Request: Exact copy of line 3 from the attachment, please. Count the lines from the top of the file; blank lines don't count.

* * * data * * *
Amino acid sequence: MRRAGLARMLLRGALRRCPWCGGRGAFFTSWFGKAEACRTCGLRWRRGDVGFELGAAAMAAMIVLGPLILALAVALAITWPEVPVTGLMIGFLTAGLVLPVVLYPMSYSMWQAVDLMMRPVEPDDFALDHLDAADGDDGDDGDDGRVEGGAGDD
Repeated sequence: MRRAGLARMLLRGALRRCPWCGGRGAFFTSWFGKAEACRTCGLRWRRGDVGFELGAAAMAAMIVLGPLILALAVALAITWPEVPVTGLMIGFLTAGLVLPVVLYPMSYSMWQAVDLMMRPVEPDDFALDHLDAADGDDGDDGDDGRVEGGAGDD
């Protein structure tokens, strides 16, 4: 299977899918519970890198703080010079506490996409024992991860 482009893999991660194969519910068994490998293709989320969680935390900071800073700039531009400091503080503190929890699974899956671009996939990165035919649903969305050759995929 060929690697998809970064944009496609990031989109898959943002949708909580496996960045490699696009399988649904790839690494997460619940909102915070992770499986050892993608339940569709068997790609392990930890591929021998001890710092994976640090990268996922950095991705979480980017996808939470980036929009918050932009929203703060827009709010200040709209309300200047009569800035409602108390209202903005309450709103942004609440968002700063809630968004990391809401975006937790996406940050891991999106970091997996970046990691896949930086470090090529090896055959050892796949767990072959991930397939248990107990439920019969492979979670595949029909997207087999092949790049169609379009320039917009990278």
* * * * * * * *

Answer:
């Protein structure tokens, strides 16, 4: 299977899918519970890198703080010079506490996409024992991860 482009893999991660194969519910068994490998293709989320969680935390900071800073700039531009400091503080503190929890699974899956671009996939990165035919649903969305050759995929 060929690697998809970064944009496609990031989109898959943002949708909580496996960045490699696009399988649904790839690494997460619940909102915070992770499986050892993608339940569709068997790609392990930890591929021998001890710092994976640090990268996922950095991705979480980017996808939470980036929009918050932009929203703060827009709010200040709209309300200047009569800035409602108390209202903005309450709103942004609440968002700063809630968004990391809401975006937790996406940050891991999106970091997996970046990691896949930086470090090529090896055959050892796949767990072959991930397939248990107990439920019969492979979670595949029909997207087999092949790049169609379009320039917009990278």